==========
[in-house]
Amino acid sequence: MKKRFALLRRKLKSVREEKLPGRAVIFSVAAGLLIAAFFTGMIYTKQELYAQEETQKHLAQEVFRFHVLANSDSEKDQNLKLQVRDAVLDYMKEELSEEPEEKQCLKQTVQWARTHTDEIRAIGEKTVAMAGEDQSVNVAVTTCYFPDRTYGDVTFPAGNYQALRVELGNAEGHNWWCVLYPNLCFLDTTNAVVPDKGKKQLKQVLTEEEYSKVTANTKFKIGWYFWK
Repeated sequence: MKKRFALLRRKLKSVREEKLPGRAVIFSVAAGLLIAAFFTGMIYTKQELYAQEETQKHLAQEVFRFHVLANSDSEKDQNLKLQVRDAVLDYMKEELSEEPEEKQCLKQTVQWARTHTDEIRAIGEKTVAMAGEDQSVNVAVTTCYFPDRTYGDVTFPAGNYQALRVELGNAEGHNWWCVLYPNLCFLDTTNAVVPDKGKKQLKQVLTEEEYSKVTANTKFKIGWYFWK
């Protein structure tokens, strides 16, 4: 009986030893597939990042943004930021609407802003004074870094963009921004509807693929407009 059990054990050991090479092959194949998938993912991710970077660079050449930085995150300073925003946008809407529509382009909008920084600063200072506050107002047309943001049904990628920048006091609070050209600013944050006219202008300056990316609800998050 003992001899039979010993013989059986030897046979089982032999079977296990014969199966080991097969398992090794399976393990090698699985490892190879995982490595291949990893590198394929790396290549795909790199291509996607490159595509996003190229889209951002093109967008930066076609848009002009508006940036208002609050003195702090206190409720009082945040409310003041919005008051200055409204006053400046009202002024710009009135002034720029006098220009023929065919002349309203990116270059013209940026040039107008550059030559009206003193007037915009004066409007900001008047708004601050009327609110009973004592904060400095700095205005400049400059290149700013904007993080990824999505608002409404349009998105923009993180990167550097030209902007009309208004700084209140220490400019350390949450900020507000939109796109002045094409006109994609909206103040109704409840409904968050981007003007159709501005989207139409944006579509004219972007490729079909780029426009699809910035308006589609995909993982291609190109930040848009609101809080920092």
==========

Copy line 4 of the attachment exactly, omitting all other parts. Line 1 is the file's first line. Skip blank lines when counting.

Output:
């Protein structure tokens, strides 16, 4: 009986030893597939990042943004930021609407802003004074870094963009921004509807693929407009 059990054990050991090479092959194949998938993912991710970077660079050449930085995150300073925003946008809407529509382009909008920084600063200072506050107002047309943001049904990628920048006091609070050209600013944050006219202008300056990316609800998050 003992001899039979010993013989059986030897046979089982032999079977296990014969199966080991097969398992090794399976393990090698699985490892190879995982490595291949990893590198394929790396290549795909790199291509996607490159595509996003190229889209951002093109967008930066076609848009002009508006940036208002609050003195702090206190409720009082945040409310003041919005008051200055409204006053400046009202002024710009009135002034720029006098220009023929065919002349309203990116270059013209940026040039107008550059030559009206003193007037915009004066409007900001008047708004601050009327609110009973004592904060400095700095205005400049400059290149700013904007993080990824999505608002409404349009998105923009993180990167550097030209902007009309208004700084209140220490400019350390949450900020507000939109796109002045094409006109994609909206103040109704409840409904968050981007003007159709501005989207139409944006579509004219972007490729079909780029426009699809910035308006589609995909993982291609190109930040848009609101809080920092």